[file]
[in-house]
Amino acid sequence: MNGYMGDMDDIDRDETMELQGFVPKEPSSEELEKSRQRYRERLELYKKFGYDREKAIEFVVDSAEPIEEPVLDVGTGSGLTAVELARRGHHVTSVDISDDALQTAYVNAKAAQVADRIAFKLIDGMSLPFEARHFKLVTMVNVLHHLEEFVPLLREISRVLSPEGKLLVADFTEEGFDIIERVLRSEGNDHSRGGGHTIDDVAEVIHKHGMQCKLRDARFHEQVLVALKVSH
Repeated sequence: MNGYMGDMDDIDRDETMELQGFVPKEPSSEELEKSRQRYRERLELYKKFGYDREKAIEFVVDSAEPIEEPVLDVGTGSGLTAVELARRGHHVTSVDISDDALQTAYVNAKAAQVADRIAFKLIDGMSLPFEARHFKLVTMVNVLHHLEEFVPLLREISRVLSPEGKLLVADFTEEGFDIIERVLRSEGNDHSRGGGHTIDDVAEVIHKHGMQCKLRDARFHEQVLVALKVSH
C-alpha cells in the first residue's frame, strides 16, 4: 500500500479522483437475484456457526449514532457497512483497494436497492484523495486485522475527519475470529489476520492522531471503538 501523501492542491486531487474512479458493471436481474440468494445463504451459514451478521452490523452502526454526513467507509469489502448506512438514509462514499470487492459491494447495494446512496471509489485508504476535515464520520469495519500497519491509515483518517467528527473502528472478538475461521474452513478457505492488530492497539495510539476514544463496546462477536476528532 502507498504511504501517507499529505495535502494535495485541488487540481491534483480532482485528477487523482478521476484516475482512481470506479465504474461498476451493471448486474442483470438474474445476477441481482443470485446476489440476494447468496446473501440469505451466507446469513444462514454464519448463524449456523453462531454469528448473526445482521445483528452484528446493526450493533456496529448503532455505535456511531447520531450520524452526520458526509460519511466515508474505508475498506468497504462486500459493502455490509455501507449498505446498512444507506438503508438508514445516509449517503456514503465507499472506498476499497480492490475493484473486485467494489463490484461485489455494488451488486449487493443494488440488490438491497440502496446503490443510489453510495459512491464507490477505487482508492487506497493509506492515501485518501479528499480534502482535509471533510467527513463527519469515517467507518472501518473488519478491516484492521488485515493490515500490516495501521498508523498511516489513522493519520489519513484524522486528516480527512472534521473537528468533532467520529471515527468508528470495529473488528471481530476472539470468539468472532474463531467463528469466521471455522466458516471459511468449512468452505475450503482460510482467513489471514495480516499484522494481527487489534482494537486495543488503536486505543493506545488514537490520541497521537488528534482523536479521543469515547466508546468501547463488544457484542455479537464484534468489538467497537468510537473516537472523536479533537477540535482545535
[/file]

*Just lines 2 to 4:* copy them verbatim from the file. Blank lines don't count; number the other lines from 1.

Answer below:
Amino acid sequence: MNGYMGDMDDIDRDETMELQGFVPKEPSSEELEKSRQRYRERLELYKKFGYDREKAIEFVVDSAEPIEEPVLDVGTGSGLTAVELARRGHHVTSVDISDDALQTAYVNAKAAQVADRIAFKLIDGMSLPFEARHFKLVTMVNVLHHLEEFVPLLREISRVLSPEGKLLVADFTEEGFDIIERVLRSEGNDHSRGGGHTIDDVAEVIHKHGMQCKLRDARFHEQVLVALKVSH
Repeated sequence: MNGYMGDMDDIDRDETMELQGFVPKEPSSEELEKSRQRYRERLELYKKFGYDREKAIEFVVDSAEPIEEPVLDVGTGSGLTAVELARRGHHVTSVDISDDALQTAYVNAKAAQVADRIAFKLIDGMSLPFEARHFKLVTMVNVLHHLEEFVPLLREISRVLSPEGKLLVADFTEEGFDIIERVLRSEGNDHSRGGGHTIDDVAEVIHKHGMQCKLRDARFHEQVLVALKVSH
C-alpha cells in the first residue's frame, strides 16, 4: 500500500479522483437475484456457526449514532457497512483497494436497492484523495486485522475527519475470529489476520492522531471503538 501523501492542491486531487474512479458493471436481474440468494445463504451459514451478521452490523452502526454526513467507509469489502448506512438514509462514499470487492459491494447495494446512496471509489485508504476535515464520520469495519500497519491509515483518517467528527473502528472478538475461521474452513478457505492488530492497539495510539476514544463496546462477536476528532 502507498504511504501517507499529505495535502494535495485541488487540481491534483480532482485528477487523482478521476484516475482512481470506479465504474461498476451493471448486474442483470438474474445476477441481482443470485446476489440476494447468496446473501440469505451466507446469513444462514454464519448463524449456523453462531454469528448473526445482521445483528452484528446493526450493533456496529448503532455505535456511531447520531450520524452526520458526509460519511466515508474505508475498506468497504462486500459493502455490509455501507449498505446498512444507506438503508438508514445516509449517503456514503465507499472506498476499497480492490475493484473486485467494489463490484461485489455494488451488486449487493443494488440488490438491497440502496446503490443510489453510495459512491464507490477505487482508492487506497493509506492515501485518501479528499480534502482535509471533510467527513463527519469515517467507518472501518473488519478491516484492521488485515493490515500490516495501521498508523498511516489513522493519520489519513484524522486528516480527512472534521473537528468533532467520529471515527468508528470495529473488528471481530476472539470468539468472532474463531467463528469466521471455522466458516471459511468449512468452505475450503482460510482467513489471514495480516499484522494481527487489534482494537486495543488503536486505543493506545488514537490520541497521537488528534482523536479521543469515547466508546468501547463488544457484542455479537464484534468489538467497537468510537473516537472523536479533537477540535482545535